Thursday, 5 March 2015

Cool News For (Former) Convicts

This is a story I didn't even hear about until yesterday, but apparently it's been going on for a while. Anyone who has ever applied for a job will know that a lot of jobs, if not every job, will ask you about former criminal convictions. Now, obviously, some jobs require this. I would want to make sure that everyone working with children, for example, is not or has never been a convicted sex offender. It's just the smart thing to do.
I wouldn't want this man looking after my kids. 
But for some jobs it's not really necessary. Or the conviction is for something entirely unrelated to the job, but will hinder their chances of being successful. I will preface this by saying I've worked with young offenders before. They might not be full blown criminals but they have been in trouble with the law. They get sent to volunteer with us every so often as part of the reformation process. I understand a lot of people don't like working with ex-cons, but if you have no idea that they are one, then you'll be fine. Well anyway, on to the cool bit of news.
Georgia, a state normally known for backwards laws (or at least being a part of an area where that happens a lot) actually became very progressive. They became the first state, at least in the south, to "Ban the Box" as it's being called. This means that people who apply for jobs can't be asked about their criminal past unless they are one of the most qualified candidates. That means that an ex-con is judged on their skills until the final process by which time they should have made a good enough impression to let the whole "ex-con" thing slide. Even then only relevant convictions can be taken into account.

I don't know about you guys but I think this is a really good move. Some people in prison learn a lot, and spend a lot of time studying, and then they have serious trouble getting a job when they get out. Even more plan to not offend, but their criminal past means they can never get a job so they resort to stealing again. It's a vicious circle and it's nice to see that some states are taking steps to stop it.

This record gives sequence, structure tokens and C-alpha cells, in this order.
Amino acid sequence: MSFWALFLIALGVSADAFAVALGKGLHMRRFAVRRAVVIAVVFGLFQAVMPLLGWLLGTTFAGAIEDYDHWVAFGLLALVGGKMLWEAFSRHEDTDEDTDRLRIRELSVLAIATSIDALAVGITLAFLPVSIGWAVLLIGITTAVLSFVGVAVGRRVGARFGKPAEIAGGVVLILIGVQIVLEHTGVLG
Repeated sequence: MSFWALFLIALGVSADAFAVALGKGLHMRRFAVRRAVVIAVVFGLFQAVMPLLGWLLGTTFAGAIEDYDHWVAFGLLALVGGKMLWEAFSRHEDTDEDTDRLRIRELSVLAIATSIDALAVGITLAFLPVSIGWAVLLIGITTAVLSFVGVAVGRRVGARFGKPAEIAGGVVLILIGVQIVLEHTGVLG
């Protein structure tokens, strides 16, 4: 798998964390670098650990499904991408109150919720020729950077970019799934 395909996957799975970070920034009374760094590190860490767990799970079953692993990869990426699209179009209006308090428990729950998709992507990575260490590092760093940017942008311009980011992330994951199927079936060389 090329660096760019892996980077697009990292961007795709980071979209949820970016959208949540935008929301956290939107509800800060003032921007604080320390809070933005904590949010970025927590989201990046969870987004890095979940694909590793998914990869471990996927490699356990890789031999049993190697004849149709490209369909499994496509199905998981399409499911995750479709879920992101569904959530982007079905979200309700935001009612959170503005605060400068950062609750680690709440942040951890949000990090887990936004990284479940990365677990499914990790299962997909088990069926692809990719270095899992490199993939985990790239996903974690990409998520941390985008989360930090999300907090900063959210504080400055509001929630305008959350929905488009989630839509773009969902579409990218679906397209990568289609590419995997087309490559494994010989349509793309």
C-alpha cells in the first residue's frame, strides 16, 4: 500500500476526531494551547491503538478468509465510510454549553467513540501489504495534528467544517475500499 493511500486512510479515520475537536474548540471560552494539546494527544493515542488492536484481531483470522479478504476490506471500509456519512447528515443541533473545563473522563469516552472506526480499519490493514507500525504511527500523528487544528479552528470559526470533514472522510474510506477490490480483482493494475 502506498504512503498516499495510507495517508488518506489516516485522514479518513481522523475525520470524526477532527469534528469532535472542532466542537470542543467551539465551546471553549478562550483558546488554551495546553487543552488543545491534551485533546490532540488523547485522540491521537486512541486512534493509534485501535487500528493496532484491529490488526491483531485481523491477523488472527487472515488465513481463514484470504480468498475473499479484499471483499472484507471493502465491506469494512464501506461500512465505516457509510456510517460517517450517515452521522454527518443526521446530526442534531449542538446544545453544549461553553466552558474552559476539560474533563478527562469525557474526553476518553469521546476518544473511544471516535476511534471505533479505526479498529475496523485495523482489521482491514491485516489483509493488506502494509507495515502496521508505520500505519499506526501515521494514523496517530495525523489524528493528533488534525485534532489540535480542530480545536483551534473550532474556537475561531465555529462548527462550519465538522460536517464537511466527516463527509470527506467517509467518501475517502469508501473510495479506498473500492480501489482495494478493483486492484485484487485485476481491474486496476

So thank you Georgia, and the other 12 states to sign up to this, that have said they're willing to give ex-cons more of a chance than ever before. Hopefully this is a good step and leads to less re-offenders and a more efficient and effective prison system.

Could you work with an ex-convict? Would you even be able to tell you were working with one if you didn't know?

4 comments:

  1. I've never had to knowingly work with an ex-convict. I would probably be okay about it unless the conviction was for a violent or sexual offence. Then I would be leery and my instinct would be to keep my distance from that co-worker.

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  2. Making it almost impossible for anyone who has had prior troubles with the law to get a job, just seems like a never ending death spiral, so this might be a good idear.

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  3. I recently learned that the Canadian human rights laws prevent discrimination based on conviction for an offence for which a pardon has been granted.

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  4. you know...you have to think about your decisions before you make it...
    and the consequences...i was just talking to my students at school on how your decisions now will impact your future...just like the job thing...you have to work to reestablish yourself...and if you were convicted, then reestablish yourself...its hard...should it be easy, i dunno

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